It is my understanding that there are people who spend a significant portion of their lives–nearly or actually part of every day–sitting in a dimly lit bar or tavern or pub, knocking back beer and referring to the time spent there as socializing. Frankly, I don’t believe this existence can be found outside the television. Bars, taverns and pubs that I have spent as little time in as possible have all been dark, dank, utterly depressing locations that is the opposite of somewhere you would want to socialize. I could be wrong. Surely these memorable bars, taverns and pubs in TV history were inspired by some real life analogue. Which would be incredibly sad if true.
This local watering hole in NYC started out as a successful radio show and carried over into TV land its unusual concept that the titular owner of the bar was never seen. Instead, the action focused on the crazy schemes of its manager, Archie. The wacky schemes played out in “Duffy’s Tavern” ranged from getting Duffy’s daughter (who is seen) to pose as rich heiress and to hiring a French chef to work in a dingy bar to the old chestnut of having two dates on the same night.
Grant’s Toomb: The Corner Bar
The actual name of the bar on this 1972 series was Grant’s Toomb. Just a typical neighborhood pub found on many streets in New York City that was first owned by Harry Grant, but in the second season was co-owned by a woman named Mae and a man named Frank Flynn. What kind of socializing could be done at a tavern called Grant’s Toomb? Well, if you were a right-winger, you could get into a debate over politics with an African-America who had just had his consciousness raised. If you were a typical lounge lizard, you could hit on Mary Ann, the waitress. If you happened in thinking it was a gay bar, there was at least Peter Panama, the fashion designer. And it goes on.
Moe’s Tavern: The Simpsons
Moe’s Tavern reminds me of every bar I’ve ever been in. And the barflies in there remind me of most of the people I’ve seen in these bars. Every once in a while Moe’s Tavern undergoes a facelift. Among the brief themes Moe’s has experienced over the years include a complete overhaul into an fake family-friendly restaurant/bar like Applebee’s, a gay bar rechristened as Mo’s, the Nag and Weasel British-style pub, Flaming Moe’s which was the town’s hottest nightspot named in honor of the specialty drink Moe stole from Homer and others.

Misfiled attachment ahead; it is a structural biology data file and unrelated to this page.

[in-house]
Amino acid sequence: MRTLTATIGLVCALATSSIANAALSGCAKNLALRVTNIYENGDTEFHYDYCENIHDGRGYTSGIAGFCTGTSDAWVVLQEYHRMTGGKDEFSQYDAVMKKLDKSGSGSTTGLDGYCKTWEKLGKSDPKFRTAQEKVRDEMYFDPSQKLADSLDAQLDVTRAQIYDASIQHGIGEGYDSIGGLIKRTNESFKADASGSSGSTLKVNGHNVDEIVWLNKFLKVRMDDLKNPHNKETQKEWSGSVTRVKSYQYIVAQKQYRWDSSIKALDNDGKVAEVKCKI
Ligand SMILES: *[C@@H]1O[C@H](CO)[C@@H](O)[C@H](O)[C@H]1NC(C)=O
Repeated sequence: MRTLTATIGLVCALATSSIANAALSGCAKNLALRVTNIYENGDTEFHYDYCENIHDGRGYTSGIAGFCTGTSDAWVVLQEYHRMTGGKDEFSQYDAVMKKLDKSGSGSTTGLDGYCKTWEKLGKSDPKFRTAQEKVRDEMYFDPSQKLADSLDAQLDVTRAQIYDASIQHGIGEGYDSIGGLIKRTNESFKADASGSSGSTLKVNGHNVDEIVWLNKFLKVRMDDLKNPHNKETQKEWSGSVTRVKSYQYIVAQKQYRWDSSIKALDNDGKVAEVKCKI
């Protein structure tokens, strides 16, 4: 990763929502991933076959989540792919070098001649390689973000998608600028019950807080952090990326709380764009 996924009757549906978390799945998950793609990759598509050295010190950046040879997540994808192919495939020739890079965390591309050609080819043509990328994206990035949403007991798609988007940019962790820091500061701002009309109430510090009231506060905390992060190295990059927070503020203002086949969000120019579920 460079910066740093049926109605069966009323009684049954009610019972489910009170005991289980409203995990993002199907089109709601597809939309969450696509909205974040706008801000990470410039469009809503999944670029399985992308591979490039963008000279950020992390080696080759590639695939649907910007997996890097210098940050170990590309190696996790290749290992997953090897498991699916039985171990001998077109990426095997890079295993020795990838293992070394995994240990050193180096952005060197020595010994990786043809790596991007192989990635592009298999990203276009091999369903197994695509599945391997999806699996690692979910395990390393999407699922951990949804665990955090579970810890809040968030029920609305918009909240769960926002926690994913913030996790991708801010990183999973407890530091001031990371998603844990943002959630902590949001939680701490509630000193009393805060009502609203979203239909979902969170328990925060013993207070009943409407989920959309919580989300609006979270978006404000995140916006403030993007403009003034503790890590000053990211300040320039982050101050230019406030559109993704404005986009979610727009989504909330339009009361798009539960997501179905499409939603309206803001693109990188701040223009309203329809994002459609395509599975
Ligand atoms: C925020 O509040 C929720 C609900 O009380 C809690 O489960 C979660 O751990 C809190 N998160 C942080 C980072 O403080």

Kelsey’s Bar/Archie’s Place: All in the Family/Archie Bunker’s Place
The dream of many of regular visitor to the neighborhood bar is to one day own a pub of his own. Or so TV has told me. Frankly, I’ve never a single person in my life who ever dreamed of running a bar. Maybe I have just run with a higher class of people or just haven’t been friends with that many. Probably both. At any rate, Archie Bunker is the prototypical TV character who lives this dream. Many an episode of “All in the Family” had Archie Bunker even heading to Kelsey’s Bar, coming back from Kelsey’s Bar or indicating his intention to spend time at Kelsey’s Bar.
The Regal Beagle: Three’s Company
A whole lot of sexy stuff almost went down at the Regal Beagle in “Three’s Company.” If you find The Regal Beagle to actually be memorable, I’m betting you might be one of those people who finds such bars appealing in real life. The Regal Beagle may paradoxically be the most realistic bar in TV history. Sick, sad, love-starred people trying to connect within an atmosphere of total artifciality.
MacLarens: How I Met Your Mother
It is my understanding that MacLarens is a memorable bar on a popular show. My only knowledge of MacLarens and “How I Met Your Mother” for that matter is in promos of the show that air during other shows I am watching. So, you know, it’s your call. Doesn’t look all that fascinating to me, frankly, but to be fair…none of these other bars seem that fascinating to me, either. Except for Moe’s when it’s the British pub.
The godfather of all TV bars. Television’s number one haunt for alkies. Everybody knows your name there, especially if your name is Norm. What I never really got about “Cheers” is why people like Frasier Crane would spend so much time there. Norm? Sure. Cliff Claven? Well, if anybody needs a few beers after work, I guess it’s a mailman. But surely a psychologist would know better, right? Then again, before he moved back home to Seattle, Frasier was seriously messed up.